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Laws to prevent metal theft are failing

It has now been over a year since the Government announced in a Parliamentary Question that they would be “shortly” publishing the review of the Scrap Metal Dealers Act 2013, and metal theft is again becoming a major issue.

We still have no review and there are worrying signs that the Act is crumbling under growing pressure. If the Government do not take the action needed now we will no doubt see a return to the heights of metal theft seen in 2011-12.

The vast majority of those who operate in the scrap metal market do so by following the rules set out in their industry and the laws set by Government. But the few that do not fuel the fire that is metal theft. This has brought misery to thousands of people: be it the removal of signal cables from train track, causing delays and putting their own lives at risk, or by stealing lead off the roofs of churches.

It is clear that there is a direct correlation between the price of metals and the desire of those operating outside the law to steal metals. After the Act was passed the price of metals was declining. We seemingly have reached base price in summer 2016. Now prices are increasing the police and security services will have to increase their presence, but as we know they have 20,000 fewer officers since 2010 and their central government precept has been drastically cut. This leaves the industry vulnerable to exploitation.

There are some police forces which have launched detailed inquiries despite the cuts, such as Gwent police. But this is the exception, not the rule. What is becoming apparent is that oral evidence is pointing to growing concern that legitimate dealers are seeing stolen metals passing into the system as the law is not being maintained.

When the Scrap Metal Dealers Act 2013 was progressing through the House of Commons I was Labour’s shadow police minister and I was responsible for ensuring the then Bill was the best it could possibly be. One of the points that I focused on was for a review to be inserted into the law and for the eradication of cash payments in the scrap metal trade.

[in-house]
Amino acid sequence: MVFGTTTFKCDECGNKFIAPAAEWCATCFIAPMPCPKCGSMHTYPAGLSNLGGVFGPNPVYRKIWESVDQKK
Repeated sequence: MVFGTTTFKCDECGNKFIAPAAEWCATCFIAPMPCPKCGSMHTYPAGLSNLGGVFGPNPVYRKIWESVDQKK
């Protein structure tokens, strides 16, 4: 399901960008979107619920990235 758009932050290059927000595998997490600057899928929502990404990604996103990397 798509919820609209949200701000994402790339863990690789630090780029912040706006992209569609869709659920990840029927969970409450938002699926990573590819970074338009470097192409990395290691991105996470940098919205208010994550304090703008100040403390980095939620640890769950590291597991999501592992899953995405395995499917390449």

We know that the review is not forthcoming, and I have tabled yet another Parliamentary Question to the minister responsible to inform the House of Commons when it will be published. Not only that, but to provide a definition of “shortly” as it has been the term of choice by the Government when kicking something into the long grass.

That leaves us with questions over cash payments. Under Section 12 (1) of the Act it states that:

A scrap metal dealer must not pay for scrap metal except –

(a) By a cheque which under section 81A of the Bills of Exchange Act 1882 is not transferable, or

(b) By an electronic transfer of funds (authorised by credit or debit card or otherwise).

The law is clear. Cash is no longer an excepted method of payment except in the rarest of cases. But anecdotal evidence points to cash still being used. A good four years after the Act was passed. How can the police be expected to chase down disreputable metal dealers and those committing metal theft if there is no paper trail to be found? A comprehensive review would have uncovered such failings and sort to rectify them post-haste.

Police and Crime Commissioners (PCCs) are responsible for how police resources are used in their force area. I urge people to contact their PCCs to enquire what they are doing to tackle metal theft and dodgy metal dealers. If they respond that they would take action if they had the police resources to do so I would urge you to write to your local MP asking what action they are taking to rebuild our police force back to pre-2010 levels.

Robert Fell, Chief Executive of the British Metals Recycling Association, summed up the situation well. He said that with the restrictions on resources the police face it is even more important to protect the legitimate metal recycling yards. They can act as our frontline against criminal activity: working hand in hand with the police so that we can stop this truly disruptive crime.

The Government has sat still while the world has changed. No action is not acceptable and I will be pushing for change. We might have won the battle to curb metal theft in 2013, but the criminals will continue their campaign of metal theft in the face of inaction.

David Hanson is the Labour MP for Delyn

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